MI Congressional Rep Upton responds to shutdown

January 31, 2019

Dear Mr. Salisbury,

Thank you for contacting me regarding the recent government shutdown. I share your frustration over the dysfunction in Washington at this time and continue to be committed to find bipartisan solutions to keep our government funded.

There are no winners in a government shutdown and it has a very real impact in Southwest Michigan. The shutdown jeopardized critical federal services such as food stamps, Department of Housing and Urban Development’s rental assistance programs, including Section 8 vouchers, and various public safety functions carried out by workers that were furloughed or working without pay, like the Coast Guard. This is unacceptable. That is why I joined 234 Democrats and 6 Republicans to pass H.R. 21, a six bill spending package that would fund nearly all of the government agencies that were unnecessarily shuttered in the recent 35-day shutdown. The government has currently been funded through February 15, 2019.

You may also be interested to know, I joined a group of my colleagues in introducing H.R. 2221, the Government Shutdown Prevention Act. If passed, would prevent a shutdown by providing automatically continued funding for any federal appropriation that is not completed before the end of the fiscal year.

Rest assured, I will continue to work with all my Republican and Democrat colleagues in the House and Senate to ensure that the government is fully funded.

Thank you again for contacting me. As always, I appreciate hearing from you and it’s of the utmost importance to me that your voice is heard. Due to the highly charged political atmosphere, my office is experiencing an unprecedented amount of mail and it may take several weeks for a response to get back to you. Sometimes you may receive a “form letter,” but please know these letters accurately reflect my position.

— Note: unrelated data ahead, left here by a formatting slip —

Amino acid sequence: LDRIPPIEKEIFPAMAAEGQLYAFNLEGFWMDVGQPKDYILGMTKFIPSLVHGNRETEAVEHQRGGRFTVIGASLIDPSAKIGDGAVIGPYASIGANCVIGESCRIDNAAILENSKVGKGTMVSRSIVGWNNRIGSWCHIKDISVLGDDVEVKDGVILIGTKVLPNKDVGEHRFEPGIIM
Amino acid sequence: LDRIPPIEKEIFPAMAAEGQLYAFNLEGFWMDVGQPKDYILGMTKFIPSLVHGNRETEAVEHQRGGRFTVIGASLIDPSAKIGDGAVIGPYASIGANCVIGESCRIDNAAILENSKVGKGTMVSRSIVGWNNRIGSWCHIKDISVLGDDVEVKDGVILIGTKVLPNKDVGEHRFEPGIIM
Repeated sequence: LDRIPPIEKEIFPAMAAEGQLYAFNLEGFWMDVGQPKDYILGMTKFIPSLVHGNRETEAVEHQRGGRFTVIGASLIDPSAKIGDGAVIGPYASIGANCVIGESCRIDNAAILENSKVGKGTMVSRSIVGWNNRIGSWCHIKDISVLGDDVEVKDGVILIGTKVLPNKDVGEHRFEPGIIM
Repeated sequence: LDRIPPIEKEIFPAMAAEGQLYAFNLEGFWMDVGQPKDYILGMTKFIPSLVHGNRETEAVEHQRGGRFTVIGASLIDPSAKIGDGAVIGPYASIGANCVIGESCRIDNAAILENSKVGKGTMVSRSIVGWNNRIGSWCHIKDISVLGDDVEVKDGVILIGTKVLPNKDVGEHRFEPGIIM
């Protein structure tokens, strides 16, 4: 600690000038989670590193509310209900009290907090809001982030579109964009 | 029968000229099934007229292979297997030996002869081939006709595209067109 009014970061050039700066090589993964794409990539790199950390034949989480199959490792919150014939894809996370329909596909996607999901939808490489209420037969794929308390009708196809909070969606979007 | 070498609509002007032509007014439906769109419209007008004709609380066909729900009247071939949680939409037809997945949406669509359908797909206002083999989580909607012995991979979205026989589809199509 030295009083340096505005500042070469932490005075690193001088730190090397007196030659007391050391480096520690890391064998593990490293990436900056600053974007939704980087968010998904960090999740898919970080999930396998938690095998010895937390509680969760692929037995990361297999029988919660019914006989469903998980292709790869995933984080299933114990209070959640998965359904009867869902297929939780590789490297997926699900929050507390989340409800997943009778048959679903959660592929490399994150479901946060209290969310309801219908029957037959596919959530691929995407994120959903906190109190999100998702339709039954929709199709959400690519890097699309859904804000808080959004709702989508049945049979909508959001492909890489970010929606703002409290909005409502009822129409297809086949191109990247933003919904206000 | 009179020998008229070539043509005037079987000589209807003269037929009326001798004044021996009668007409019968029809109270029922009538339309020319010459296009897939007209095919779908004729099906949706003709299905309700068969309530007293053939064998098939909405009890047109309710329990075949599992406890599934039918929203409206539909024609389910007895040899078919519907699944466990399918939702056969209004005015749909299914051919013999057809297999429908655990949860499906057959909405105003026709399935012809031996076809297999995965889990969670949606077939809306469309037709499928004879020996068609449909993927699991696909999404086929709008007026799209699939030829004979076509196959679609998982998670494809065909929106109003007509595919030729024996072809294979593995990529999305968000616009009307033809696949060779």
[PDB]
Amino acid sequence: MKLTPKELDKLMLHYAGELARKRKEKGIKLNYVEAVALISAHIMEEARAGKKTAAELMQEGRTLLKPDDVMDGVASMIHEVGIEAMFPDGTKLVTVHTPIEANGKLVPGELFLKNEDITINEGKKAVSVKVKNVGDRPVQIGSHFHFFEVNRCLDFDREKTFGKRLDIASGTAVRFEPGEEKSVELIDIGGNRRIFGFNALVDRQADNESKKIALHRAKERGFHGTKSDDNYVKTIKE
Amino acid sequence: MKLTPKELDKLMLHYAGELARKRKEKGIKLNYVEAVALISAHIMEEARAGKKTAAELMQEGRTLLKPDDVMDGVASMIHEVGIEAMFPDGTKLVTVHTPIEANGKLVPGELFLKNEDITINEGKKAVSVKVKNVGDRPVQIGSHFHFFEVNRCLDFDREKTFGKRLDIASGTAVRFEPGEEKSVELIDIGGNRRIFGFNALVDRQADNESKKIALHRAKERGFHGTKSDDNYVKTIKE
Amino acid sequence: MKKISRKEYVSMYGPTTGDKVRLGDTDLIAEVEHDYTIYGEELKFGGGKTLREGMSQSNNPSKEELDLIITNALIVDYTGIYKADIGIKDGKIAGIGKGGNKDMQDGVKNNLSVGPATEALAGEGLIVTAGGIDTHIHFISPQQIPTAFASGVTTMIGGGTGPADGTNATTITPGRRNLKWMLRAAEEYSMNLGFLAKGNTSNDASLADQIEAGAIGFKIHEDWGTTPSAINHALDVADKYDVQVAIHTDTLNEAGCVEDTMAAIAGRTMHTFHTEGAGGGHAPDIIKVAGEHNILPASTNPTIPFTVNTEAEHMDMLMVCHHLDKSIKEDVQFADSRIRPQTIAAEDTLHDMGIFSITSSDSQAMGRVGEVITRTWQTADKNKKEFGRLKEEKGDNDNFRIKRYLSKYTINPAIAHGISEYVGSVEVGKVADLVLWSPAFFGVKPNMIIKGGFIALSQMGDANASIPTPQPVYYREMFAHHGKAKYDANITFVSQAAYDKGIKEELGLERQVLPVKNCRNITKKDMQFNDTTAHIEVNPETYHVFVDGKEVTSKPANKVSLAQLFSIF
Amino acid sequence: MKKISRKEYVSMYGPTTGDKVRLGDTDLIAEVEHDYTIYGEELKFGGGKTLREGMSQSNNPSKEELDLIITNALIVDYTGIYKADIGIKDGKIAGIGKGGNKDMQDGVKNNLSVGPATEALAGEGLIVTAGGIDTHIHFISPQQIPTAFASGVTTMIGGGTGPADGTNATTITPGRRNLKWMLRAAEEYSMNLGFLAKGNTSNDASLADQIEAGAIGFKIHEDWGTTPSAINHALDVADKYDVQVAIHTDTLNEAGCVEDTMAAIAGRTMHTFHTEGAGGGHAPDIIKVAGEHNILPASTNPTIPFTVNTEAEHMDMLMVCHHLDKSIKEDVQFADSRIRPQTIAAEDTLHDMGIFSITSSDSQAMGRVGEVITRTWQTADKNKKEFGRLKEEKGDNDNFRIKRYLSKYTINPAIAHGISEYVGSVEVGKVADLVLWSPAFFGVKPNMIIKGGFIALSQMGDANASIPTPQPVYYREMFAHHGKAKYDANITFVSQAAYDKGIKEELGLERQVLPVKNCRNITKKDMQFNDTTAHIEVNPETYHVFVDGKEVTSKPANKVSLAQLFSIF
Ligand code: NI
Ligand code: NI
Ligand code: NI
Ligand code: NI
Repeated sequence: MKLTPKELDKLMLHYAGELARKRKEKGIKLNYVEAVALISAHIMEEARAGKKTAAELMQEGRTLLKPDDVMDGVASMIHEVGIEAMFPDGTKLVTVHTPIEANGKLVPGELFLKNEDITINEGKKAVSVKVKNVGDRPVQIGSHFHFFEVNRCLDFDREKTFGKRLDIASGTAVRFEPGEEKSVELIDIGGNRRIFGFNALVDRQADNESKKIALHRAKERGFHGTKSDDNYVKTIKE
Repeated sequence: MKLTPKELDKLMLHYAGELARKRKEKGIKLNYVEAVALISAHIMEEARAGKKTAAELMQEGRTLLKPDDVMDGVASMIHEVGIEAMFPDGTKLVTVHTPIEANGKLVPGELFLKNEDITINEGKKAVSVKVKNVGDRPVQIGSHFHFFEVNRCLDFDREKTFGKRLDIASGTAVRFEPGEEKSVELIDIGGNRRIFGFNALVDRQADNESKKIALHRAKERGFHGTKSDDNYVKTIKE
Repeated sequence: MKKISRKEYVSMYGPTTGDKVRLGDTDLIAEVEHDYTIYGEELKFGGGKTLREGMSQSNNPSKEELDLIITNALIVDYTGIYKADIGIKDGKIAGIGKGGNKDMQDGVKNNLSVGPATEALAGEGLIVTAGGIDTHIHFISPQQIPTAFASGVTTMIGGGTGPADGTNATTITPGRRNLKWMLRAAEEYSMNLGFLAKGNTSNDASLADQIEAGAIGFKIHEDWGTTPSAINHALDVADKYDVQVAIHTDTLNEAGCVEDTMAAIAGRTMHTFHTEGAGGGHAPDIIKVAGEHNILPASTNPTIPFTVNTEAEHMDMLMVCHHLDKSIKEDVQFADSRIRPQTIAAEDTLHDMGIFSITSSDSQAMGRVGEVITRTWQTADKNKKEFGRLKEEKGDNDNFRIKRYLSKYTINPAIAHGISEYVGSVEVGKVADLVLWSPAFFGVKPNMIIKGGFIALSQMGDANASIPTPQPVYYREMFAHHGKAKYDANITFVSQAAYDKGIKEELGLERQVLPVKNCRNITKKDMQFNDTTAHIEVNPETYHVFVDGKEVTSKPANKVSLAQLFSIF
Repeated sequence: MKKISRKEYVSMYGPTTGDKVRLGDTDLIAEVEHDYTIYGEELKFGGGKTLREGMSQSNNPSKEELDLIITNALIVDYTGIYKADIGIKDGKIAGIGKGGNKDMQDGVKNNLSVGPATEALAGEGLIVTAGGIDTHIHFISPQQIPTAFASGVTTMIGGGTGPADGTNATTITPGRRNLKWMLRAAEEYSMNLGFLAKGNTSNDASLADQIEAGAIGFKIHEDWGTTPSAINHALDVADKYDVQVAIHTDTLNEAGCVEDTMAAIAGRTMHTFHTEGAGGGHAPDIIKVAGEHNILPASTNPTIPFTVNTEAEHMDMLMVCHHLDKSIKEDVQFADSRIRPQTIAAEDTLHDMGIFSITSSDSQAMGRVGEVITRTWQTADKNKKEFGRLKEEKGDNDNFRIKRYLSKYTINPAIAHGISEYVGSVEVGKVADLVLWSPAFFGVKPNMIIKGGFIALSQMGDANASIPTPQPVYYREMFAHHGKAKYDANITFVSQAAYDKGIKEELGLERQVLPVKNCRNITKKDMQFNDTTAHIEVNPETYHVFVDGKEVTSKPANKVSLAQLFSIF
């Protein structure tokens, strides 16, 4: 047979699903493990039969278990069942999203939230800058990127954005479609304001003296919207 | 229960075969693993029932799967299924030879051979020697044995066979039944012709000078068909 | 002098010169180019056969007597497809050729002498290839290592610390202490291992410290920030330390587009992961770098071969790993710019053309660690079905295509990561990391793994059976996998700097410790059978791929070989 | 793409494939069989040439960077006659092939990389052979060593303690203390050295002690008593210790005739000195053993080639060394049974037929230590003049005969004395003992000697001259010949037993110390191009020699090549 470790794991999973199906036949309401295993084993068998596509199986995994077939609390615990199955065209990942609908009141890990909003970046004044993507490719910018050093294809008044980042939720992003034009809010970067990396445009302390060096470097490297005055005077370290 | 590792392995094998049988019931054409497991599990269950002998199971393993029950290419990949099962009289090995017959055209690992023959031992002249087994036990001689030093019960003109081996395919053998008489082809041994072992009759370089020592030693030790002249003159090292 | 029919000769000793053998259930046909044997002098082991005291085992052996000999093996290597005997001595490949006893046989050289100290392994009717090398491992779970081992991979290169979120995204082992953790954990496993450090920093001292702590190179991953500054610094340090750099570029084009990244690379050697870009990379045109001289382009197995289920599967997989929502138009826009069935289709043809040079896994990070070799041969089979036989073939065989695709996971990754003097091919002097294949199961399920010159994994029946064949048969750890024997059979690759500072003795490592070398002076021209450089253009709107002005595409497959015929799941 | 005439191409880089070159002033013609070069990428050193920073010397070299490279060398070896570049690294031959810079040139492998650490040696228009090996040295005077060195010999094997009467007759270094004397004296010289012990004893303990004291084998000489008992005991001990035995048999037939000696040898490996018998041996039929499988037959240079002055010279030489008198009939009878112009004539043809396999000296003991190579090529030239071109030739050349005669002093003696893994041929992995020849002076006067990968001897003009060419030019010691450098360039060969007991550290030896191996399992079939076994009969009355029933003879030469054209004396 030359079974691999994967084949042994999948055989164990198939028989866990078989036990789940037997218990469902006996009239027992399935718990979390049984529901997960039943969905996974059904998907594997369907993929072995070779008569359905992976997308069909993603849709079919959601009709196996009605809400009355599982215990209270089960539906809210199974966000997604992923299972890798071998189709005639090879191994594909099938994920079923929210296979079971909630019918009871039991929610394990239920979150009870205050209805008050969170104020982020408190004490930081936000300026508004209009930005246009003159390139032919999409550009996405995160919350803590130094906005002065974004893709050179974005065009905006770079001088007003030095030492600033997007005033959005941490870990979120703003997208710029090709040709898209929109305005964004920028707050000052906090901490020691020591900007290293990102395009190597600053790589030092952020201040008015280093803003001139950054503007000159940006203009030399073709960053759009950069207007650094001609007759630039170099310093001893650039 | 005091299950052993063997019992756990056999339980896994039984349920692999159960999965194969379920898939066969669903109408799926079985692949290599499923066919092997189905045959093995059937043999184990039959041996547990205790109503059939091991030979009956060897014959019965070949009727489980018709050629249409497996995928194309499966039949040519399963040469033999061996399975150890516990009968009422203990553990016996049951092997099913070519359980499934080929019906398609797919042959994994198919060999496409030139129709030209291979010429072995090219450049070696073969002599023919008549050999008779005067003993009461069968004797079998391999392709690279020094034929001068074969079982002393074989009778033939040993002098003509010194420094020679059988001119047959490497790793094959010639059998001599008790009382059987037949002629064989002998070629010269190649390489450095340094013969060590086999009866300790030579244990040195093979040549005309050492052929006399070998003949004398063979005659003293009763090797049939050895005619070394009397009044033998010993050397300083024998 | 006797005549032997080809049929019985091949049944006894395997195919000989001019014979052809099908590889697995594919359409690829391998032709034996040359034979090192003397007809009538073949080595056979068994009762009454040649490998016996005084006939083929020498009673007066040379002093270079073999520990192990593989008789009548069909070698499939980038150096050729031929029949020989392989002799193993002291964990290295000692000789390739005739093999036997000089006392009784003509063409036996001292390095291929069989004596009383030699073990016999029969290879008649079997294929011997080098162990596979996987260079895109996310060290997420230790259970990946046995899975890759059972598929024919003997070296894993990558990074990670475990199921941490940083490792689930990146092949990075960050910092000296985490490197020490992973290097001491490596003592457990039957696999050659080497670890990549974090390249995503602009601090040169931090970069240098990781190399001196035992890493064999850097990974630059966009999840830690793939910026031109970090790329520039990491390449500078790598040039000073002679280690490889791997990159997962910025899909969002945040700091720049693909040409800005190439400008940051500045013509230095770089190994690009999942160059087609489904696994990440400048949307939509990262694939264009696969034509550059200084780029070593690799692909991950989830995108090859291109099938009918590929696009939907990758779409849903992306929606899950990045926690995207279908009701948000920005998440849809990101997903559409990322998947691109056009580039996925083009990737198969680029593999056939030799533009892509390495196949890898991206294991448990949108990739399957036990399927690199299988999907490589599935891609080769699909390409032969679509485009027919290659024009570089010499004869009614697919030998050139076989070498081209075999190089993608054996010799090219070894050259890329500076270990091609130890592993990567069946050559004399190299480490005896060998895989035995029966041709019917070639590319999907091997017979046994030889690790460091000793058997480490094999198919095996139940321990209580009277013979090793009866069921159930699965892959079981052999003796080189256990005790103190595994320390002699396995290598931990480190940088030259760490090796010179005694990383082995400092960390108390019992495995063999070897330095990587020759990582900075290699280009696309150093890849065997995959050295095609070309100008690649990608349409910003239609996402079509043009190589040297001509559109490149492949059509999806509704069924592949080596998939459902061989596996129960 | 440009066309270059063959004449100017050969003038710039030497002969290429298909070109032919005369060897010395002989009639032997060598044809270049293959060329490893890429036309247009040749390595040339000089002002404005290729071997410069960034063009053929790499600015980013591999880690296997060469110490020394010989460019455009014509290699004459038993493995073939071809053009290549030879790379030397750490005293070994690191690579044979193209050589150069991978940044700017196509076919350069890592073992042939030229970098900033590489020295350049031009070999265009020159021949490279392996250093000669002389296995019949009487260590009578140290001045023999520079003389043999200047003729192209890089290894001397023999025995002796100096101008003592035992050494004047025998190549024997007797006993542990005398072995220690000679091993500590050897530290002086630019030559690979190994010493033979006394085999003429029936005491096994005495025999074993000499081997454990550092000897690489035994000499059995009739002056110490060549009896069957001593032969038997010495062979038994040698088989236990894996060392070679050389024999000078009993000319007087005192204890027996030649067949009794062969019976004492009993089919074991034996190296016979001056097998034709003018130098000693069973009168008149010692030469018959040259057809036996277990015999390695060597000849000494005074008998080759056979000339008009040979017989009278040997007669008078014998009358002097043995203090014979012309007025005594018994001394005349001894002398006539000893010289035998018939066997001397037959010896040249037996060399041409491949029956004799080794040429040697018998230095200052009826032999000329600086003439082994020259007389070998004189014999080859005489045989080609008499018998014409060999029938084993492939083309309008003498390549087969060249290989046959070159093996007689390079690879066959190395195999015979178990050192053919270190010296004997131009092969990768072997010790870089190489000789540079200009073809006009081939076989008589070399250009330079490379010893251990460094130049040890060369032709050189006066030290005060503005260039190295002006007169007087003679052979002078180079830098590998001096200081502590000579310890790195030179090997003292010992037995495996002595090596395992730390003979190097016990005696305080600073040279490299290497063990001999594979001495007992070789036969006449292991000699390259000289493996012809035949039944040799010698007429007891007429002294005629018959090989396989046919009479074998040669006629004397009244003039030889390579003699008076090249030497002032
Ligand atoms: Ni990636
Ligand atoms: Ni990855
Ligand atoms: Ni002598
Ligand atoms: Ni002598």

Many of you reach out regarding the dysfunction back in Washington. As Vice Chair of the House Problem Solvers Caucus, a bipartisan group of representatives, I was pleased to join my colleagues in introducing the “Break the Gridlock” proposal.


This effort would force consideration of bipartisan amendments and make Washington actually fix problems. If we had these rules in place, just in recent weeks, I believe important bipartisan legislation would have been adopted on immigration, the environment as it relates to PFAS and water quality, health care, agriculture, and other spending issues. We will insist on these proposed changes in the 116th Congress.

As we continue our work in Congress, please do not hesitate to contact my team in Washington, D.C. (202-225-3761), Kalamazoo (269-385-0039), or St. Joseph (269-982-1986) or visit upton.house.gov to share your thoughts on legislation or issues of importance to you. In addition, I encourage you to sign up for my weekly e-newsletter to stay up-to-date on what I’m working on each week in Congress and back home in Southwest Michigan. To see my official position on more than 70 issues and policy concerns and to view my official voting record, please click here.


Fred Upton
Member of Congress


Koch Brothers Plan New Scheme Fully to Privatize American Education—at Public Expense

“The growing wave of teachers’ strikes has instead been a cry for help from a profession of hard-working, dedicated public servants disgusted with despicable working conditions, lack of desperately needed services for their students, and insultingly low pay.” – Jan Resseger


Last Friday, Washington Post columnist Dana Milbank described this year’s wave of strikes and walkouts by school teachers: “Something funny happened on the way to the labor movement’s funeral.  When Justice Samuel A. Alito Jr. and his antilabor colleagues on the Supreme Court handed down the Janus v. AFSCME decision last June, unions braced for the worst.”  But, Milbank concludes: “Labor leaders ought to thank Alito—and send chocolates to the Koch brothers for bankrolling the anti-union court case.  Their brazen assault, combined with President Trump’s hostility toward labor, has generated a backlash, invigorating public-sector unions and making a case for the broader labor movement to return to its roots and embrace a more militant style.”

I don’t know about the implications for all of labor, and I’d argue with Milbank’s point that this year’s strikes by teachers have been primarily a response to the Janus decision. The growing wave of…

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